All the best holidays revolve around food. Case in point: Passover. Not only is Passover a celebration of religious freedom, but it also involves a huge meal. And a lot of wine – you’re supposed to drink four glasses of it over the course of the seder, after all.
That means there are plenty of opportunities for wine pairings. For instance, aside from the specialties on the seder plate, my family is going to be enjoying matzo ball soup (I make them myself!), mom’s beef brisket and matzo kugel.
Whether or not you’re keeping kosher for Passover, why not make things interesting and get some kosher wines for your seder? To be kosher, a wine must have been handled throughout the entire winemaking process from crush to bottling by Jews who are observant of the Sabbath. Also, any equipment used to make the wine must be used solely for kosher winemaking. Grapes can be picked by anyone, though, and after the wine has been bottled and sealed, anyone can handle it. Once you open the bottle, though, again it has to be touched and served only by a Sabbath-observant Jew in order to remain kosher.
Passover requires going even a step further than that and keeping wine free from contact with what’s known as chametz – things like wheat, rye or any leavened products made from them – that Jews are not supposed to eat during Passover.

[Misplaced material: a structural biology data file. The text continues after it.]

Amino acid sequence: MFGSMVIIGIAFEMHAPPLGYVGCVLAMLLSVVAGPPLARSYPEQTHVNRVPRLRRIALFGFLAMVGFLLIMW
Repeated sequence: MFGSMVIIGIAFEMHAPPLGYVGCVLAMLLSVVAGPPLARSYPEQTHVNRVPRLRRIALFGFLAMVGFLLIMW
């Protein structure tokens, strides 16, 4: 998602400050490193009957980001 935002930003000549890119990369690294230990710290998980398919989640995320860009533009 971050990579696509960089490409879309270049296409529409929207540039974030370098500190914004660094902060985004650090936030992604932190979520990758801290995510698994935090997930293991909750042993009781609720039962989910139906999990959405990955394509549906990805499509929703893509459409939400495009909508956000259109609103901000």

So though we’ve now narrowed the field to specially kosherized wines, it doesn’t mean all that’s left is Manischewitz. Quite the contrary. Over the past decade or so, wineries all over the world have embraced the idea of making kosher wines, and today there are more (and better) kosher wines available than ever. Here are a few you can try this Passover (note: all are kosher, but some are not specially so for Passover).
Laurent-Perrier Brut: Laurent-Perrier is one of the most well-known and respected names in Champagne, but did you know they actually make some kosher versions of their sparkling wines as well? Start your seder off with a toast with one of them like this lovely brut, which is fresh and well balanced.
Goose Bay Sauvignon Blanc 2014: Start out your main meal light with this crisp New Zealand Sauv Blanc. It’s got those signature Marlborough aromas of fresh-cut grass and tart tropical flavors.
Yardem Odem Chardonnay 2013: Yarden is among Israel’s most respected wineries, and this Chardonnay is proof why. Produced from organically grown grapes, it is complex and creamy with hints of pear and citrus. Try it with your matzo ball soup.
Carmel Kayoumi Shiraz 2010: Grown in the Upper Galilee, the grapes for this wine display lovely dark berry flavors of cassis and blackberry as well as interesting secondary flavors like coffee and a smoky dash of black pepper. Have it with your heavier dishes.
Castillo de Sajazarra Herenza Crianza 2008: This gorgeous Rioja winery might be in a 700-year-old fortress, but their line of kosher wines is a much newer venture and rather unique for Spain. This red is made of 100% tempranillo and displays lots of luscious berry notes and soft tannins from oak aging. Perfect for that brisket.
For more ideas and selections, check out this great site called KosherWine.com, and be sure to pick up some extra to leave for Elijah!